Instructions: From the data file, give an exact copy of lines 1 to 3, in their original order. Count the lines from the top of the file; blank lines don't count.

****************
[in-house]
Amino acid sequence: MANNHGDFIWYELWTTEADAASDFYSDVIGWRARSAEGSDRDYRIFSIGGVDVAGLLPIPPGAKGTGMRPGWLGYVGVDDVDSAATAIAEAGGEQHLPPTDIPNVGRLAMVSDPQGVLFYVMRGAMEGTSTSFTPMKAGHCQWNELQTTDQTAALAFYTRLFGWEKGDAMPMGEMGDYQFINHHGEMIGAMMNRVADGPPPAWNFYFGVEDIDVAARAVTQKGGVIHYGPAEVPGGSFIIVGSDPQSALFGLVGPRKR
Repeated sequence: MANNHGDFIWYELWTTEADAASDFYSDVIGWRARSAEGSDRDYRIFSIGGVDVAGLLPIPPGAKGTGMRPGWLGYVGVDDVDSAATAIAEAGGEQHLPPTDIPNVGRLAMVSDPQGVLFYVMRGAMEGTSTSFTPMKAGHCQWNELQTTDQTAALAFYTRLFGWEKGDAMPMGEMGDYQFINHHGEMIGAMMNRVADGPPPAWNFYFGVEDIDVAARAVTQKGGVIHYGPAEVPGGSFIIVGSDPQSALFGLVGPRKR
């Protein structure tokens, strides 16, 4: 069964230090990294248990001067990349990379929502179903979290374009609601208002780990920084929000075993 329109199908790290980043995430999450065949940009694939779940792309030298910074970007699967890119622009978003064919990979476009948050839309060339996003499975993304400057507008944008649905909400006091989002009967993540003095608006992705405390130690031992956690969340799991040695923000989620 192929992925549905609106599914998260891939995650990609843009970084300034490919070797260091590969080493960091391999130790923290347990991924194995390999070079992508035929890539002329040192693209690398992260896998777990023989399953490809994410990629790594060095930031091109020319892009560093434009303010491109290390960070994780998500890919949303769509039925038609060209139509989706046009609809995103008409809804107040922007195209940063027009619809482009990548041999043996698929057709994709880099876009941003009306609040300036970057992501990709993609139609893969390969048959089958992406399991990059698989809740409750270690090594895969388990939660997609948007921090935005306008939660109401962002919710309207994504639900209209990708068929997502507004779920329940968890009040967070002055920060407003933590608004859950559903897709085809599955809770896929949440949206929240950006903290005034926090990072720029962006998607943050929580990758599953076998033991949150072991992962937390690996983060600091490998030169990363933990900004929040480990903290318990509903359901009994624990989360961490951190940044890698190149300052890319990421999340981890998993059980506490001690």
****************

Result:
[in-house]
Amino acid sequence: MANNHGDFIWYELWTTEADAASDFYSDVIGWRARSAEGSDRDYRIFSIGGVDVAGLLPIPPGAKGTGMRPGWLGYVGVDDVDSAATAIAEAGGEQHLPPTDIPNVGRLAMVSDPQGVLFYVMRGAMEGTSTSFTPMKAGHCQWNELQTTDQTAALAFYTRLFGWEKGDAMPMGEMGDYQFINHHGEMIGAMMNRVADGPPPAWNFYFGVEDIDVAARAVTQKGGVIHYGPAEVPGGSFIIVGSDPQSALFGLVGPRKR
Repeated sequence: MANNHGDFIWYELWTTEADAASDFYSDVIGWRARSAEGSDRDYRIFSIGGVDVAGLLPIPPGAKGTGMRPGWLGYVGVDDVDSAATAIAEAGGEQHLPPTDIPNVGRLAMVSDPQGVLFYVMRGAMEGTSTSFTPMKAGHCQWNELQTTDQTAALAFYTRLFGWEKGDAMPMGEMGDYQFINHHGEMIGAMMNRVADGPPPAWNFYFGVEDIDVAARAVTQKGGVIHYGPAEVPGGSFIIVGSDPQSALFGLVGPRKR